- Bugscope Teamthis is the part of the hypostome -- the part that sticks beneath your skin like a hypodermic needle -- that rasps
- GuestDoes that mean it is from Texas?
Bugscope TeamNope! although it could be. The lonestar tick can be found over much of the eastern half of the united states. It gets its name from a white star shaped dot on its back. And maybe whoever named it was from Texas and made the association? not sure about that part, but I suppose its possible
- Bugscope Teamearlier, further down on the body, we found features like these that resemble red blood cells
- 10:27 am
- Bugscope Teamwe are always looking for red blood cells on ticks. they're usually 8 to 10 microns in diameter and may be shrunken as well.
- GuestWhat is the hole?
Bugscope Teamthat very round hole was from a pin; the stinkbug had been mounted for someone's collection
- 10:32 am
- Bugscope Teamthe smaller hole was an opening of the stink gland on the stinkbug's right side
Bugscope TeamSome stink bugs emit a smell that is similar to coriander
- Bugscope Teamthis is the absorbent area of the cuticle around the opening of the stink gland on the left side
- Bugscope TeamLuke I am your Uncle, the stinkbug.
- Bugscope Teamsee its compound eyes, on either side of its head?
- Bugscope Teamstinkbugs are said to be repelled by, or at least understand the repulsion produced by, their own bad smell
Bugscope TeamI kind of enjoy the stink bug smell to be honest. It reminds me of green apple jolly ranchers...
Bugscope TeamBut I bet it doesn't TASTE like green apple jolly ranchers...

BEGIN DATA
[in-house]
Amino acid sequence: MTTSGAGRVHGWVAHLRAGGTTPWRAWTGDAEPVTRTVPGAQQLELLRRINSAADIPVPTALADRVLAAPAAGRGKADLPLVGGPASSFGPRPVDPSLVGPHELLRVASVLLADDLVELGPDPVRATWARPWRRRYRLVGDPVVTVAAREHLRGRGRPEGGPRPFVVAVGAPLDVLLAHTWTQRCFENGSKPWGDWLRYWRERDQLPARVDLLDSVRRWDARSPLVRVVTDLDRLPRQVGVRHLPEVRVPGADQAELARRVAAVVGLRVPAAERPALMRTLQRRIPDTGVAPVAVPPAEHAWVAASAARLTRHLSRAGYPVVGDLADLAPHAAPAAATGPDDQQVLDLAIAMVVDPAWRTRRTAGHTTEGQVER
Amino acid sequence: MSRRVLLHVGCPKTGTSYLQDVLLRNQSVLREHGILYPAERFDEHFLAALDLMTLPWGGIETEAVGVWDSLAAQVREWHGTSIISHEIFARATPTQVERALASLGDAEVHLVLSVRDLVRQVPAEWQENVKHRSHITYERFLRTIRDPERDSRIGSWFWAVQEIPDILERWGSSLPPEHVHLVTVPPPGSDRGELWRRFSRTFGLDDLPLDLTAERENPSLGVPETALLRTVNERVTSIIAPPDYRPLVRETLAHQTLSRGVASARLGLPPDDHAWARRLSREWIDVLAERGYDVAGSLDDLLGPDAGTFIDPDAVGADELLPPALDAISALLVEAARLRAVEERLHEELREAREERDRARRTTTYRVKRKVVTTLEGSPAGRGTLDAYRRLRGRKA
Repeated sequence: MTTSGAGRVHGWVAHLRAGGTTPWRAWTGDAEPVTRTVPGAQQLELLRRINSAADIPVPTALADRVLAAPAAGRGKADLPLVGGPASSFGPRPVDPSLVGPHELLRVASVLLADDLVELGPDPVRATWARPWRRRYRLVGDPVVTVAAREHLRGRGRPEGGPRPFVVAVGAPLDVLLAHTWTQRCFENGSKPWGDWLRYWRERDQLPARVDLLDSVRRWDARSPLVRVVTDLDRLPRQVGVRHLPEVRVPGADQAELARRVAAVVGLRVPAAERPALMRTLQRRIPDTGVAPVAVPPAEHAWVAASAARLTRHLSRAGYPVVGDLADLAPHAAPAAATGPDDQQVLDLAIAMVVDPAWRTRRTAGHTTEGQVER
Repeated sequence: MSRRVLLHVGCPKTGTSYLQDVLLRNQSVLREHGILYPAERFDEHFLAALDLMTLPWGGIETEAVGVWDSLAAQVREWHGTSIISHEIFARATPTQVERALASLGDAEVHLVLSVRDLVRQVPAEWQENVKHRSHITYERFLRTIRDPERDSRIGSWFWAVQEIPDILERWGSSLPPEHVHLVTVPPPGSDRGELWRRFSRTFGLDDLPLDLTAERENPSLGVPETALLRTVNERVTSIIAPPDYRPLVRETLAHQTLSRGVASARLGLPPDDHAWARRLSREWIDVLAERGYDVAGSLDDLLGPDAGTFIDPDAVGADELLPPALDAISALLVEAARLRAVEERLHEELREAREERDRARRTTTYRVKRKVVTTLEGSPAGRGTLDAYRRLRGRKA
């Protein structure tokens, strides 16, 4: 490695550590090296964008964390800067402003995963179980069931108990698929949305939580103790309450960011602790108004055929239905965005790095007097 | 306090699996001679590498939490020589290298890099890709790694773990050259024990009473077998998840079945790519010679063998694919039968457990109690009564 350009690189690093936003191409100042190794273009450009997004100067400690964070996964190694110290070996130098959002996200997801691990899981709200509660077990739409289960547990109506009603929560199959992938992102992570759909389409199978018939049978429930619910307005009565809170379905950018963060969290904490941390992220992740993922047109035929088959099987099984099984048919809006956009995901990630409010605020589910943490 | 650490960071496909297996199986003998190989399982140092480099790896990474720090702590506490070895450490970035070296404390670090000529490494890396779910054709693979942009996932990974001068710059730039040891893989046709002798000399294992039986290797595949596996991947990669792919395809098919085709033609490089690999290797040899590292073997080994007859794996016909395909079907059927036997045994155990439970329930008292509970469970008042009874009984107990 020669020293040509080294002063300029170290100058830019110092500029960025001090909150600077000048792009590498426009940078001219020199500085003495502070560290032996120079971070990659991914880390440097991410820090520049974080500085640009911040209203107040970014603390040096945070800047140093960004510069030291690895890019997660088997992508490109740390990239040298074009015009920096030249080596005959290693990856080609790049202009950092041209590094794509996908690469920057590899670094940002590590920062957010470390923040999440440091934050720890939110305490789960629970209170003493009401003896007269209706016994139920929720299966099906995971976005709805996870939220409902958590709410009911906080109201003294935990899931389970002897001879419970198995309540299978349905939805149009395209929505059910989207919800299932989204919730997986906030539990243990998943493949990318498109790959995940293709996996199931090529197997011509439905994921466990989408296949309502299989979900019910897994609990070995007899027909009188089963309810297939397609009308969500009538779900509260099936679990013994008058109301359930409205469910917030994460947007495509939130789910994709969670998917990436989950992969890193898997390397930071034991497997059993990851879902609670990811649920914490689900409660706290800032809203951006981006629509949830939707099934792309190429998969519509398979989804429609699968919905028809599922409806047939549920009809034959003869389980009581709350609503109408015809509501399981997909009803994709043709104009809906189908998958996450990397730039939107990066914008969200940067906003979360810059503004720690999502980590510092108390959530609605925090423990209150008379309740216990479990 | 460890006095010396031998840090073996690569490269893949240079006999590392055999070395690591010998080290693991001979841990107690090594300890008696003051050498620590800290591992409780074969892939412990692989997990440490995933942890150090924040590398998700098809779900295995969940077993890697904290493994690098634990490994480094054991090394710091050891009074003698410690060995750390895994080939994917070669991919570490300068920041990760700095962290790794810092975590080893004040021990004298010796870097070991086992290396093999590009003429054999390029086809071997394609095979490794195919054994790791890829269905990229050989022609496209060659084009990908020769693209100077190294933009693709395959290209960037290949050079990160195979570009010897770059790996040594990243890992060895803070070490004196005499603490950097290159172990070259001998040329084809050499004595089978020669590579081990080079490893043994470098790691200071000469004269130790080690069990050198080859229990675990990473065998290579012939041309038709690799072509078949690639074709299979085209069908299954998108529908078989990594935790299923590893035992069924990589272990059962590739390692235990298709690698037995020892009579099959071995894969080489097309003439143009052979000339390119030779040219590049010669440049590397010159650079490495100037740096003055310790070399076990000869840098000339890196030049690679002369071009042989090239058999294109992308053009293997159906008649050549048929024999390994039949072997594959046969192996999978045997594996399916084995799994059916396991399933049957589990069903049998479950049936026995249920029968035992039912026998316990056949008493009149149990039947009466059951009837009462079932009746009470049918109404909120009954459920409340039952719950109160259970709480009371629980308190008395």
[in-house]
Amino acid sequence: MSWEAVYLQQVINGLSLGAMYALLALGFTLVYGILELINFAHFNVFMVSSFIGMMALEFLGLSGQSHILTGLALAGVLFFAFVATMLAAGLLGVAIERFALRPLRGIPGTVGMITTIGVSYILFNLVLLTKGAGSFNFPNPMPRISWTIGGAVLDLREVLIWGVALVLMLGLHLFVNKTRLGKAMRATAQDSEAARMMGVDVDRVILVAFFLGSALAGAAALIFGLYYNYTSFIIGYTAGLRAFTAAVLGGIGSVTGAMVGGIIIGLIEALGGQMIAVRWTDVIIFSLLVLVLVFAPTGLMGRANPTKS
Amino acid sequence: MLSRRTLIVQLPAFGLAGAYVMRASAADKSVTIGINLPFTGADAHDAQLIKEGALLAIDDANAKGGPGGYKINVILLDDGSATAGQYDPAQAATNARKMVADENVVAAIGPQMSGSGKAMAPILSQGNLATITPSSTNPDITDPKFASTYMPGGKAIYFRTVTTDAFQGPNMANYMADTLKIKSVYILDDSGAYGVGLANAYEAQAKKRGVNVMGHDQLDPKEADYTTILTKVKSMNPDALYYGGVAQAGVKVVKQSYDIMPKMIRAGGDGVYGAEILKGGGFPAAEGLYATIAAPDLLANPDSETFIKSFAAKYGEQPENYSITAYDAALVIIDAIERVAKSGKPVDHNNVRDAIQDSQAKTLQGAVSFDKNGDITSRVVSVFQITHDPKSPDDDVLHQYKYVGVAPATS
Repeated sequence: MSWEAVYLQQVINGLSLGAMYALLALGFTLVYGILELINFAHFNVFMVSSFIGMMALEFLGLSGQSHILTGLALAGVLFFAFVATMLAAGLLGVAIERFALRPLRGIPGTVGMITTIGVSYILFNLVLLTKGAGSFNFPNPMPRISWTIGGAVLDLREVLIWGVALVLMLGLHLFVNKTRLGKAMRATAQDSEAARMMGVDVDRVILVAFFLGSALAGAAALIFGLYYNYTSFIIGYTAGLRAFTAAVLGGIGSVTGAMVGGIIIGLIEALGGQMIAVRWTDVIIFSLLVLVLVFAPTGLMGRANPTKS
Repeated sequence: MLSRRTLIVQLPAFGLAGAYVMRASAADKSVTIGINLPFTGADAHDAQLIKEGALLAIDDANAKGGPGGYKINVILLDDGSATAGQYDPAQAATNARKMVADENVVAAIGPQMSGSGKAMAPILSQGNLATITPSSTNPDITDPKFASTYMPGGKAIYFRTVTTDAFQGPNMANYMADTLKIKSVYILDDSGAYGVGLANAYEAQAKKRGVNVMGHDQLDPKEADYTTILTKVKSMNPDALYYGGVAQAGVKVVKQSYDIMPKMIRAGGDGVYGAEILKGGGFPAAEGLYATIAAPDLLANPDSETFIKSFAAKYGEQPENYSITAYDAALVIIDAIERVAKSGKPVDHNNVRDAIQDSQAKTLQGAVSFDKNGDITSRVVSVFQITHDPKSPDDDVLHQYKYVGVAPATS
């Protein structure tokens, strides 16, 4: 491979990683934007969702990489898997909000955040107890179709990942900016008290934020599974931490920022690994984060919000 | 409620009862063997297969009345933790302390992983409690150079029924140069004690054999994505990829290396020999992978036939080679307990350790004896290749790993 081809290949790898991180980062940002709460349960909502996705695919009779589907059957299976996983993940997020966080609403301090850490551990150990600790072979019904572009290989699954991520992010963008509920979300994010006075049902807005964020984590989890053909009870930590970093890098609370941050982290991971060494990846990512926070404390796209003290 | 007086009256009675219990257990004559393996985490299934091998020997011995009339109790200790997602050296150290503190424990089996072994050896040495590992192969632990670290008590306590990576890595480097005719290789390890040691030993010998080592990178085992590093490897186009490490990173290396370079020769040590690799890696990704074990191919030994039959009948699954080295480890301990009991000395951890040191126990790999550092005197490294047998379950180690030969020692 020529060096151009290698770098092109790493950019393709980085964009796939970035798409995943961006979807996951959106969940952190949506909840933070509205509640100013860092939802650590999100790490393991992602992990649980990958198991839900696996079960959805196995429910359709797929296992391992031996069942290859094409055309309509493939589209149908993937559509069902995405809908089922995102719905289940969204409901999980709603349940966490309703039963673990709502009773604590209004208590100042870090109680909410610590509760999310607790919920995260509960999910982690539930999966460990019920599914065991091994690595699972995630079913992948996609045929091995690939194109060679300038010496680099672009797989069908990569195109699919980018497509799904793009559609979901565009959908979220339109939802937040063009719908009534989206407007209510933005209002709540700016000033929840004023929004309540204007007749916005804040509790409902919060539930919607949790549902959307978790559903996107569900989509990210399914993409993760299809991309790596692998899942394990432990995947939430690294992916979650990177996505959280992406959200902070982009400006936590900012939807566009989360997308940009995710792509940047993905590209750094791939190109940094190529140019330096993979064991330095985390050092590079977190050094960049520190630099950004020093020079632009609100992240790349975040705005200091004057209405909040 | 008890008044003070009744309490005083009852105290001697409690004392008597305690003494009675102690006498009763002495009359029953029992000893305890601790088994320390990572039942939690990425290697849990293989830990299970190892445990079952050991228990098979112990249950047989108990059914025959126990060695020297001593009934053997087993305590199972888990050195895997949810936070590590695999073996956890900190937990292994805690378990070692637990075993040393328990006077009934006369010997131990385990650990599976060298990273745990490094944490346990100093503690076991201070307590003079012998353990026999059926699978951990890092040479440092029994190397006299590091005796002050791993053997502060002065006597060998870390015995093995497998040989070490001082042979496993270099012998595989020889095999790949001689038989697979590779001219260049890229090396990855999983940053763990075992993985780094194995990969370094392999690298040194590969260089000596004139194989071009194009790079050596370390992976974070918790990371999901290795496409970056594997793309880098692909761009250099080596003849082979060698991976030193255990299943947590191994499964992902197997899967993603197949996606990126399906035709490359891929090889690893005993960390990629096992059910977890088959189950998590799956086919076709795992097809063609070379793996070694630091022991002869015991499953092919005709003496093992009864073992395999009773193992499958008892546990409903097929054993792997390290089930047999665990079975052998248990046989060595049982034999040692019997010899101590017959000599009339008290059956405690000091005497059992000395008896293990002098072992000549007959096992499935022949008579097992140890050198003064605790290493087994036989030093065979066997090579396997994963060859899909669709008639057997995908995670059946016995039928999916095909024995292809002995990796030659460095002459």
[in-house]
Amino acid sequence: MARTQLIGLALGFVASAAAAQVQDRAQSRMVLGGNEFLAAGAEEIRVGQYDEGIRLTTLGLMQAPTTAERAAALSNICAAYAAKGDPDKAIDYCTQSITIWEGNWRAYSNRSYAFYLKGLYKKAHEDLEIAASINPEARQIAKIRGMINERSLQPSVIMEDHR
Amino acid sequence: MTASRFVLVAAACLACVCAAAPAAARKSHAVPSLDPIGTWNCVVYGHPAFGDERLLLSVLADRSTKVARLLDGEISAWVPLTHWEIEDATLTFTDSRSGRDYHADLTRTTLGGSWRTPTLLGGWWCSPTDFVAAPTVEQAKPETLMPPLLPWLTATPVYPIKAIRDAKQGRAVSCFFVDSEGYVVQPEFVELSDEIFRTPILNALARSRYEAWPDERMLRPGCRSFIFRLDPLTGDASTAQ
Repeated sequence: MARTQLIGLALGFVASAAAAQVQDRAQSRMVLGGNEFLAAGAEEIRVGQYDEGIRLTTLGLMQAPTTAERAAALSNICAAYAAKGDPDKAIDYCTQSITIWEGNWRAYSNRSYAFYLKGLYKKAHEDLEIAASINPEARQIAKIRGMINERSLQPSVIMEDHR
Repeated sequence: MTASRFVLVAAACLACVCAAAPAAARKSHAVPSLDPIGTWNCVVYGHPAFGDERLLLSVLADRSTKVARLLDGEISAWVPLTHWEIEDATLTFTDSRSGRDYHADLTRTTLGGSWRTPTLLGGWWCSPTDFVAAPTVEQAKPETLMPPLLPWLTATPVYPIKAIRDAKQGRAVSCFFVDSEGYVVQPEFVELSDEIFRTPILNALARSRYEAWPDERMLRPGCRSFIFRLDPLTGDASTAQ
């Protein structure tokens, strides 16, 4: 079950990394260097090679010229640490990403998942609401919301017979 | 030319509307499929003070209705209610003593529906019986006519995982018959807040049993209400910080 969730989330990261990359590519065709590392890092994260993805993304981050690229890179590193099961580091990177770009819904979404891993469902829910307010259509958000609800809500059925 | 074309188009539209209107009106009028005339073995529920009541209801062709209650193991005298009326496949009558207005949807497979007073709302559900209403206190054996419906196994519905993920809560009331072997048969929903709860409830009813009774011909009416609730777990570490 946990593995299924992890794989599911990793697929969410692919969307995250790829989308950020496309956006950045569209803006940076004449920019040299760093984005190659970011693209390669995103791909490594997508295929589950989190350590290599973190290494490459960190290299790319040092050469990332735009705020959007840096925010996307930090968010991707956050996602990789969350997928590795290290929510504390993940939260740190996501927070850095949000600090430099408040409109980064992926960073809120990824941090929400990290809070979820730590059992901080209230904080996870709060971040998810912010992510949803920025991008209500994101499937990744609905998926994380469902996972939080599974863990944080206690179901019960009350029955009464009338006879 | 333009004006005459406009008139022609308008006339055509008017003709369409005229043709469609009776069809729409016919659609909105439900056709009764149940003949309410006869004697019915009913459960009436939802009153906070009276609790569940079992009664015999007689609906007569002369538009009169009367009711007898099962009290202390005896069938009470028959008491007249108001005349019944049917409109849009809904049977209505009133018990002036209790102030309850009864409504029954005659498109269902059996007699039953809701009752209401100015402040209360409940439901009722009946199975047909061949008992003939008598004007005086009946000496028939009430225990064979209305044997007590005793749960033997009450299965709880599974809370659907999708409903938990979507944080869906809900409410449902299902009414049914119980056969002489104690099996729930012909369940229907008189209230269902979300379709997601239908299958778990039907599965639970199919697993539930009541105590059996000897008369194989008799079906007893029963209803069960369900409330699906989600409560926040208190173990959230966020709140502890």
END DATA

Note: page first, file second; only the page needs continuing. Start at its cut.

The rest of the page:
- Bugscope Teamplease, everyone, feel free to ask us questions about what you see or how this all works
- Bugscope Teamyou can see that a stink bug is in fact a true bug - this is because they have a piercing sucking mouthpart - aka the long tube that you can partially see between the yes
- Bugscope Teameyes*
- 10:41 am
- Bugscope Teamthe mottled features we see are likely more due to the stinkbug decaying/rotting
- GuestWhat do they eat?
Bugscope TeamThe puncture various parts of plants with their tube like mouthparts and drink plant juices
Bugscope TeamMany cause damage to crops like apples
Bugscope TeamSome stink bugs are also predators. They jab their beak into other insects and drink their juices.
Bugscope Teamusually when 'true' bugs like that are predators, they have a three-piece proboscis, and the rostrum (the beak part) is super hard and pointy
- GuestWhere do they lay their eggs?
Bugscope TeamThey try to lay their eggs on or near their host plants
Bugscope TeamI'm not 100% sure, but I imagine predacious ones would lay their eggs where the female feels the young will find prey